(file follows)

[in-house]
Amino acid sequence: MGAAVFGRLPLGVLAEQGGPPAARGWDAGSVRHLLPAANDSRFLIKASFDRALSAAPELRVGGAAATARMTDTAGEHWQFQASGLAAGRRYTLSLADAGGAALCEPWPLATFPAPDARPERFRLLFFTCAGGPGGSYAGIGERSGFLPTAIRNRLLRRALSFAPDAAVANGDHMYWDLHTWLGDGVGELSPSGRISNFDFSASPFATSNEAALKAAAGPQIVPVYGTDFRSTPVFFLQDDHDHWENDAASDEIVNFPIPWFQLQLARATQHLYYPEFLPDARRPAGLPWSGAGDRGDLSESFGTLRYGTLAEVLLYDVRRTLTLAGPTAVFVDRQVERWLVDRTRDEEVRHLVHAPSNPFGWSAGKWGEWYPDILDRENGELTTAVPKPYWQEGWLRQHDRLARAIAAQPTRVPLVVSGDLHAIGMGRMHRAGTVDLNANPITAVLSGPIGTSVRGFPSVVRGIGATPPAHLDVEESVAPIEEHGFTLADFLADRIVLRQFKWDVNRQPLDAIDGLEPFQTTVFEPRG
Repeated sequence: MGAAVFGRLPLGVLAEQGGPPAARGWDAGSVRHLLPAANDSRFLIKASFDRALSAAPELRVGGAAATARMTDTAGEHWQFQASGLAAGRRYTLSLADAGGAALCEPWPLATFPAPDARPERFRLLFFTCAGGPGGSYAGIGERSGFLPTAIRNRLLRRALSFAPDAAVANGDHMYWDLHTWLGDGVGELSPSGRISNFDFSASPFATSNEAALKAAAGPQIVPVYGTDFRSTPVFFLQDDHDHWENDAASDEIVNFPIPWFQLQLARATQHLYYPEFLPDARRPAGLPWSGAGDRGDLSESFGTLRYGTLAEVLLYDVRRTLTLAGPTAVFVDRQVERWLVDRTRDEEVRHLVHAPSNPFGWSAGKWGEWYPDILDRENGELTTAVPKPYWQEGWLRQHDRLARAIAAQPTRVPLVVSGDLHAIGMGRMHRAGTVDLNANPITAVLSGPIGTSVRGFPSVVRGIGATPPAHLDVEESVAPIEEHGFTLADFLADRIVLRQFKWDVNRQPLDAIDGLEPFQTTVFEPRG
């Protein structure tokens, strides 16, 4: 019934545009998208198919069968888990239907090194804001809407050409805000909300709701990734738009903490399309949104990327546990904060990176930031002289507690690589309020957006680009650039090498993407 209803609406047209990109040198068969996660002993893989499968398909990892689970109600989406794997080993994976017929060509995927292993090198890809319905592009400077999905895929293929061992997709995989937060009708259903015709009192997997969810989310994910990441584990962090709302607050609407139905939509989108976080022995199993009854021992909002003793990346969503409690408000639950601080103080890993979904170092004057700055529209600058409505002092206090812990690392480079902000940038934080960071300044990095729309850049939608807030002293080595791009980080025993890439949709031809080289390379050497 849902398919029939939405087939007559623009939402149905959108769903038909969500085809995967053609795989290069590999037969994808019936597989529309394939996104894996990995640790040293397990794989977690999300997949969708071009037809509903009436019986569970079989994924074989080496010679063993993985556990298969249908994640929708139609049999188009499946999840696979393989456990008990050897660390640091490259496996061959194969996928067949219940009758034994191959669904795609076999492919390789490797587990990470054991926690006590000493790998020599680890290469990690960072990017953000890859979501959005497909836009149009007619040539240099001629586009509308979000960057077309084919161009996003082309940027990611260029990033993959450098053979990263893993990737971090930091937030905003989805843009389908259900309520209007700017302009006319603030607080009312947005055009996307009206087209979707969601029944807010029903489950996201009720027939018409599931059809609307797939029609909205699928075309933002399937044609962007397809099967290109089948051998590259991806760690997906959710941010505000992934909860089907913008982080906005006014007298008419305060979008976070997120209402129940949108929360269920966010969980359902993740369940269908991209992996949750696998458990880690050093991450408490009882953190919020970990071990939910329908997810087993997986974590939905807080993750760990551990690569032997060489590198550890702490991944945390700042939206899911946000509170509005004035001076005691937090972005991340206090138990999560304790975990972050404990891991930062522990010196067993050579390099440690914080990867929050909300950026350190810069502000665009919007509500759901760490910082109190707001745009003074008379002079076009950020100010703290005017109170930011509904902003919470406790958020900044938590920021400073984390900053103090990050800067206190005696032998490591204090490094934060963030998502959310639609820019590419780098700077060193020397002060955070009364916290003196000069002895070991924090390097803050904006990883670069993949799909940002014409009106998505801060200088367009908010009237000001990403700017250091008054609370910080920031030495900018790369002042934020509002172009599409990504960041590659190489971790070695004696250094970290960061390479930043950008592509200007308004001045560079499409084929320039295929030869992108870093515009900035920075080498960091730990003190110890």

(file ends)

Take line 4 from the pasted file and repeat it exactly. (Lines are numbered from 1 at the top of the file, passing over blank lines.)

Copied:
């Protein structure tokens, strides 16, 4: 019934545009998208198919069968888990239907090194804001809407050409805000909300709701990734738009903490399309949104990327546990904060990176930031002289507690690589309020957006680009650039090498993407 209803609406047209990109040198068969996660002993893989499968398909990892689970109600989406794997080993994976017929060509995927292993090198890809319905592009400077999905895929293929061992997709995989937060009708259903015709009192997997969810989310994910990441584990962090709302607050609407139905939509989108976080022995199993009854021992909002003793990346969503409690408000639950601080103080890993979904170092004057700055529209600058409505002092206090812990690392480079902000940038934080960071300044990095729309850049939608807030002293080595791009980080025993890439949709031809080289390379050497 849902398919029939939405087939007559623009939402149905959108769903038909969500085809995967053609795989290069590999037969994808019936597989529309394939996104894996990995640790040293397990794989977690999300997949969708071009037809509903009436019986569970079989994924074989080496010679063993993985556990298969249908994640929708139609049999188009499946999840696979393989456990008990050897660390640091490259496996061959194969996928067949219940009758034994191959669904795609076999492919390789490797587990990470054991926690006590000493790998020599680890290469990690960072990017953000890859979501959005497909836009149009007619040539240099001629586009509308979000960057077309084919161009996003082309940027990611260029990033993959450098053979990263893993990737971090930091937030905003989805843009389908259900309520209007700017302009006319603030607080009312947005055009996307009206087209979707969601029944807010029903489950996201009720027939018409599931059809609307797939029609909205699928075309933002399937044609962007397809099967290109089948051998590259991806760690997906959710941010505000992934909860089907913008982080906005006014007298008419305060979008976070997120209402129940949108929360269920966010969980359902993740369940269908991209992996949750696998458990880690050093991450408490009882953190919020970990071990939910329908997810087993997986974590939905807080993750760990551990690569032997060489590198550890702490991944945390700042939206899911946000509170509005004035001076005691937090972005991340206090138990999560304790975990972050404990891991930062522990010196067993050579390099440690914080990867929050909300950026350190810069502000665009919007509500759901760490910082109190707001745009003074008379002079076009950020100010703290005017109170930011509904902003919470406790958020900044938590920021400073984390900053103090990050800067206190005696032998490591204090490094934060963030998502959310639609820019590419780098700077060193020397002060955070009364916290003196000069002895070991924090390097803050904006990883670069993949799909940002014409009106998505801060200088367009908010009237000001990403700017250091008054609370910080920031030495900018790369002042934020509002172009599409990504960041590659190489971790070695004696250094970290960061390479930043950008592509200007308004001045560079499409084929320039295929030869992108870093515009900035920075080498960091730990003190110890």